Don’t Rely on the Gift–A Lesson from Jonah
In I Corinthians, the Apostle Paul tells us to “earnestly desire the best gifts, especially that you my prophesy.” And we should definitely do so. But in all our seeking of gifts for ministry we have to remember that we can never rely on those gifts as a proxy for our everyday moment-by-moment obedience to God. If you recall the prophet Jonah, you might remember that his heart was quite hard toward the Lord’s will and yet the Lord still used him to preach to the Ninevites. God had mercy on Jonah and corrected his attitude in gentleness, but we should sense a warning here: Beware of relying on your spiritual gifting or apparent success in ministry to gage your standing before God. This was not Jonah’s lesson, but it should be ours because it’s clear here that one may have a hard heart and still be used by God; for while Jonah did relent and preach to the Ninevites, he was still unhappy and bitter about it and actually desired their destruction! God doesn’t want us to carry out His work with outward gifting but a poor heart toward Him.
Who knows how the Lord will choose to use any individual person to bring others to know Him. But should He choose to use us to do it, that will not be what makes us pleasing in His sight. At the end of the day, it is always this: “Those who love me obey my commands.” The only way to be pleasing to God is to hear His word and obey it. And such obedience is not merely outward conformity, such as Jonah had, but rather inward transformation. We are to seek daily to have our hearts and minds molded into the image of Christ. To have true Christians (“little Christs”) walking around is the Lord’s end goal for ministry anyway. So it would miss His purpose and plan if I were to skip over the spiritual disciplines designed to conform me to His image in order to do ministry. Such inner transformation is the entire point of ministry!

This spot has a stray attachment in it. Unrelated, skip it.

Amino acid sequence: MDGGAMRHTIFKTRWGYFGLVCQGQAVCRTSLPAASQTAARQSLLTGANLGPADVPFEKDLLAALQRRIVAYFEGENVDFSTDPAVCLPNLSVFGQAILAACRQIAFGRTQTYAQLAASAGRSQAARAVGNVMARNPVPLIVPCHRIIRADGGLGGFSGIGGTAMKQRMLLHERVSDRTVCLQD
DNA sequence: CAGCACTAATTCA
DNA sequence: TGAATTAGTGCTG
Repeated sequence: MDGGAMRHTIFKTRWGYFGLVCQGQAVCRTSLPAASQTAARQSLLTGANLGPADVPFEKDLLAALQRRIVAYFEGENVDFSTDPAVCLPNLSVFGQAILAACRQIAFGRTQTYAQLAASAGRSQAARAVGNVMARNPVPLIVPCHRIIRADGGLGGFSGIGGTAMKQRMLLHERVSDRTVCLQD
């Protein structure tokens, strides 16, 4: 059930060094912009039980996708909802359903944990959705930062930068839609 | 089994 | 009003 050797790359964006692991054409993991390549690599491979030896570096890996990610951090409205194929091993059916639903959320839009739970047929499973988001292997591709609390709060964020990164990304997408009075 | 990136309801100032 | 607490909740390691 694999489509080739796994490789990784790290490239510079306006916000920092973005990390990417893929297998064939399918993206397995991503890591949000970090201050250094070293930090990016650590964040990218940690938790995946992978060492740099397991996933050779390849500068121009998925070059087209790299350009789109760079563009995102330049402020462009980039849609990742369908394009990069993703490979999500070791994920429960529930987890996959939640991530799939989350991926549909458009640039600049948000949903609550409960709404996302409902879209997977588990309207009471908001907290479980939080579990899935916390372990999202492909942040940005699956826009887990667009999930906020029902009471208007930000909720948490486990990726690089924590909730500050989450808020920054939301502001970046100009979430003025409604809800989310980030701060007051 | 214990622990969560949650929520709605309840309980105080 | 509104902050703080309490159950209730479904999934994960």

Also, we’d do well not to take special spiritual experiences as indications of our own spiritual maturity. I could write testimonies all day long of how the Lord has visited me and healed me (and even worked a miracle for me!), but He did those things because He is good, not because I am. (I praise Him!) I’m completely convinced that many times the Lord does special things for us simply in order to draw us closer to Him. We might experience Him in a particularly powerful way, and if so, He wants us to allow that experience to whet our appetite for more of Him, to seek Him further. In fact, Christian mystics of the past–particularly John of the Cross–wrote that spiritual “consolations” are often for the more spiritually immature who need sensory reassurances that God is near them. The more mature, he says, are able to walk by faith rather than by sight. While I do believe that God’s amazing power is for all believers at all stages of maturity, I think the more important point is that a spiritual consolation, a miracle, or a certain gifting is not itself the indicator of spiritual maturity. To know where we truly are spiritually we have to look to Galatians to read of the fruit of the Spirit, which are: love, joy, peace, goodness, kindness, gentleness, faithfulness, patience, and self-control. We will know that we are walking well with the Lord when those fruit (yes, all of them!) are abundant in our lives on the whole and not just in particular instances–when they are adjectives used to describe our character. Moreover, with respect to ministry, Jesus told his disciples that they would know a teacher by his fruit, not his signs. In fact, Jesus said there would be many would would say to Him at the last day that they had done great things in His name, but that He would tell them that He never knew them.
We can rest assured that if we seek His face first and foremost, and likewise set our hearts steadfastly on obedience, we will be pleasing in His sight and He will use us just as He sees fit.